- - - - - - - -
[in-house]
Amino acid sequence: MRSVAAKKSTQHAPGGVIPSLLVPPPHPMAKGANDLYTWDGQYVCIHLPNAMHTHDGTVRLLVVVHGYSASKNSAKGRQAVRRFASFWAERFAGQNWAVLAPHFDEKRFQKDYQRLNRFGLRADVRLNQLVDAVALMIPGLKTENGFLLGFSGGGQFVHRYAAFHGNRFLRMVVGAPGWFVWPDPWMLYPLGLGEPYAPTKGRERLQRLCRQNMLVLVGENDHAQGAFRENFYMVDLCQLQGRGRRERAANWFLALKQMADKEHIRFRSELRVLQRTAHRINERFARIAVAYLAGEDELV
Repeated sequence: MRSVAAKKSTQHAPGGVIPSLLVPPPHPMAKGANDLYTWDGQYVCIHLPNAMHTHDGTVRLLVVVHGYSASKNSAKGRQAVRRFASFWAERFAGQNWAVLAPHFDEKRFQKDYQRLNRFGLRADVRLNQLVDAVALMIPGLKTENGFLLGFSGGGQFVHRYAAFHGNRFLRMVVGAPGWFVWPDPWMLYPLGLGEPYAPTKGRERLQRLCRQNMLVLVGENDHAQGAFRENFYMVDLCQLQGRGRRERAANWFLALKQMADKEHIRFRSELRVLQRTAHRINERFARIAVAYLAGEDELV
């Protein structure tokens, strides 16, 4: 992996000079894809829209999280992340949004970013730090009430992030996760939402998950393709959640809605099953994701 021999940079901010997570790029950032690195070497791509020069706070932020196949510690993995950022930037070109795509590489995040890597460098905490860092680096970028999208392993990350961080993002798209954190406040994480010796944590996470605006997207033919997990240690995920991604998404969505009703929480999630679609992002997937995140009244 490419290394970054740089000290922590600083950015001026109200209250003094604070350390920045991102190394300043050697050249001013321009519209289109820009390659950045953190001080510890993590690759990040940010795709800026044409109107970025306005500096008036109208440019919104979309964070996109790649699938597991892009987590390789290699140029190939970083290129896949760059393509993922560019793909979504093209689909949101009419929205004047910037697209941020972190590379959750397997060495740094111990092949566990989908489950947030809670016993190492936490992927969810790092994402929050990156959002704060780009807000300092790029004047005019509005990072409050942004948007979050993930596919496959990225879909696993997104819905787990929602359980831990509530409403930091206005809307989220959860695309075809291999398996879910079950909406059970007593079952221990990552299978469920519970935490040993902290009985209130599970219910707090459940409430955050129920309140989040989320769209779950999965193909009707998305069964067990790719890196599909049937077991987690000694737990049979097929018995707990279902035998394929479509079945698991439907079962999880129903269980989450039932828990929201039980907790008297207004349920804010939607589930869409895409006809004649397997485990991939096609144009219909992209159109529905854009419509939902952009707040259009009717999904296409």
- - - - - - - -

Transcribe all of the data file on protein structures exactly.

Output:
[in-house]
Amino acid sequence: MRSVAAKKSTQHAPGGVIPSLLVPPPHPMAKGANDLYTWDGQYVCIHLPNAMHTHDGTVRLLVVVHGYSASKNSAKGRQAVRRFASFWAERFAGQNWAVLAPHFDEKRFQKDYQRLNRFGLRADVRLNQLVDAVALMIPGLKTENGFLLGFSGGGQFVHRYAAFHGNRFLRMVVGAPGWFVWPDPWMLYPLGLGEPYAPTKGRERLQRLCRQNMLVLVGENDHAQGAFRENFYMVDLCQLQGRGRRERAANWFLALKQMADKEHIRFRSELRVLQRTAHRINERFARIAVAYLAGEDELV
Repeated sequence: MRSVAAKKSTQHAPGGVIPSLLVPPPHPMAKGANDLYTWDGQYVCIHLPNAMHTHDGTVRLLVVVHGYSASKNSAKGRQAVRRFASFWAERFAGQNWAVLAPHFDEKRFQKDYQRLNRFGLRADVRLNQLVDAVALMIPGLKTENGFLLGFSGGGQFVHRYAAFHGNRFLRMVVGAPGWFVWPDPWMLYPLGLGEPYAPTKGRERLQRLCRQNMLVLVGENDHAQGAFRENFYMVDLCQLQGRGRRERAANWFLALKQMADKEHIRFRSELRVLQRTAHRINERFARIAVAYLAGEDELV
């Protein structure tokens, strides 16, 4: 992996000079894809829209999280992340949004970013730090009430992030996760939402998950393709959640809605099953994701 021999940079901010997570790029950032690195070497791509020069706070932020196949510690993995950022930037070109795509590489995040890597460098905490860092680096970028999208392993990350961080993002798209954190406040994480010796944590996470605006997207033919997990240690995920991604998404969505009703929480999630679609992002997937995140009244 490419290394970054740089000290922590600083950015001026109200209250003094604070350390920045991102190394300043050697050249001013321009519209289109820009390659950045953190001080510890993590690759990040940010795709800026044409109107970025306005500096008036109208440019919104979309964070996109790649699938597991892009987590390789290699140029190939970083290129896949760059393509993922560019793909979504093209689909949101009419929205004047910037697209941020972190590379959750397997060495740094111990092949566990989908489950947030809670016993190492936490992927969810790092994402929050990156959002704060780009807000300092790029004047005019509005990072409050942004948007979050993930596919496959990225879909696993997104819905787990929602359980831990509530409403930091206005809307989220959860695309075809291999398996879910079950909406059970007593079952221990990552299978469920519970935490040993902290009985209130599970219910707090459940409430955050129920309140989040989320769209779950999965193909009707998305069964067990790719890196599909049937077991987690000694737990049979097929018995707990279902035998394929479509079945698991439907079962999880129903269980989450039932828990929201039980907790008297207004349920804010939607589930869409895409006809004649397997485990991939096609144009219909992209159109529905854009419509939902952009707040259009009717999904296409």